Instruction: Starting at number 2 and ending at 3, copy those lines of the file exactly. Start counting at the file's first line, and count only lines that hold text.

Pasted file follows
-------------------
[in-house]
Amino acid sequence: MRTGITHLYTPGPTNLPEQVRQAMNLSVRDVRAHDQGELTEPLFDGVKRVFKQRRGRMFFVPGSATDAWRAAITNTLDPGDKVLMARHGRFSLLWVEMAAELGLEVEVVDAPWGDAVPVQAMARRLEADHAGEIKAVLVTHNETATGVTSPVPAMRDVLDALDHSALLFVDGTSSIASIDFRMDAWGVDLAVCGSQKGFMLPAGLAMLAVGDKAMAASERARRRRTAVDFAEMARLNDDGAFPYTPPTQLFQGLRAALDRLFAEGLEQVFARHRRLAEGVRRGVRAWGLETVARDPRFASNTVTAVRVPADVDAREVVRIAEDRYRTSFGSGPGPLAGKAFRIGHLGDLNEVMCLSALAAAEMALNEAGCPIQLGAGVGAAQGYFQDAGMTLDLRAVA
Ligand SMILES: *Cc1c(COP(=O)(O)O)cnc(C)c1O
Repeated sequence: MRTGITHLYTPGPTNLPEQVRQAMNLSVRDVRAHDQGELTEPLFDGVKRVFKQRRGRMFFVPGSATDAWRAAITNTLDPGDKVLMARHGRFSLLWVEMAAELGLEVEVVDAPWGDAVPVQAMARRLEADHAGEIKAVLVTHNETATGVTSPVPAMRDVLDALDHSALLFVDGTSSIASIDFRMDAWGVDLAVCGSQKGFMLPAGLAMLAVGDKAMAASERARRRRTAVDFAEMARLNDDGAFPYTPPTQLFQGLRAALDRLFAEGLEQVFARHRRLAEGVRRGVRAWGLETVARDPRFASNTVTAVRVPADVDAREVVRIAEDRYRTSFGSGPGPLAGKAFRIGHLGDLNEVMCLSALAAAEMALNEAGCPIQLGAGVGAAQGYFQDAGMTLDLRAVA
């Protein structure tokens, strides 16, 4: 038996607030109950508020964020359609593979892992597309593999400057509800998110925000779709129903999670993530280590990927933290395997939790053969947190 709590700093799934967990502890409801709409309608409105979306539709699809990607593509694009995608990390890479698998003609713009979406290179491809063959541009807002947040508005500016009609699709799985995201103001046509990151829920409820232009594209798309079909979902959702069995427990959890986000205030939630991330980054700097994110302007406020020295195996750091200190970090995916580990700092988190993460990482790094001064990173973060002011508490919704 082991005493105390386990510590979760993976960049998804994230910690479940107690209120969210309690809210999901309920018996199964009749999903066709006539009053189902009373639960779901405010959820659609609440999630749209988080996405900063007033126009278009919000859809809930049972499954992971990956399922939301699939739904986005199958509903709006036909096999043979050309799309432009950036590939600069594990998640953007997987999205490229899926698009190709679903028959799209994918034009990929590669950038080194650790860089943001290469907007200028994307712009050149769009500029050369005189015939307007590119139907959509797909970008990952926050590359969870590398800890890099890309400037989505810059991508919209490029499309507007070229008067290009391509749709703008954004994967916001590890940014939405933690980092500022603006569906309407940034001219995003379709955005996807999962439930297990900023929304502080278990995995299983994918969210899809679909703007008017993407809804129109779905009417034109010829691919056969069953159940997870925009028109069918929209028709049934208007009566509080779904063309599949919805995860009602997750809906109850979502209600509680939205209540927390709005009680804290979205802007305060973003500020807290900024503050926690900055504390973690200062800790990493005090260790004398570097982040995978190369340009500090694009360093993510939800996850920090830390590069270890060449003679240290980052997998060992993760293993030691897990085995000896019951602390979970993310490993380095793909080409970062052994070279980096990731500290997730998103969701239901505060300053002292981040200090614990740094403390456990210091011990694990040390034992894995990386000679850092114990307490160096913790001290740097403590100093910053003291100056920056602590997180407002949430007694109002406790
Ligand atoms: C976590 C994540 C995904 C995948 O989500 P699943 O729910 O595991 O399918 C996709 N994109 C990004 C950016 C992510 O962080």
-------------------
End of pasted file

Amino acid sequence: MRTGITHLYTPGPTNLPEQVRQAMNLSVRDVRAHDQGELTEPLFDGVKRVFKQRRGRMFFVPGSATDAWRAAITNTLDPGDKVLMARHGRFSLLWVEMAAELGLEVEVVDAPWGDAVPVQAMARRLEADHAGEIKAVLVTHNETATGVTSPVPAMRDVLDALDHSALLFVDGTSSIASIDFRMDAWGVDLAVCGSQKGFMLPAGLAMLAVGDKAMAASERARRRRTAVDFAEMARLNDDGAFPYTPPTQLFQGLRAALDRLFAEGLEQVFARHRRLAEGVRRGVRAWGLETVARDPRFASNTVTAVRVPADVDAREVVRIAEDRYRTSFGSGPGPLAGKAFRIGHLGDLNEVMCLSALAAAEMALNEAGCPIQLGAGVGAAQGYFQDAGMTLDLRAVA
Ligand SMILES: *Cc1c(COP(=O)(O)O)cnc(C)c1O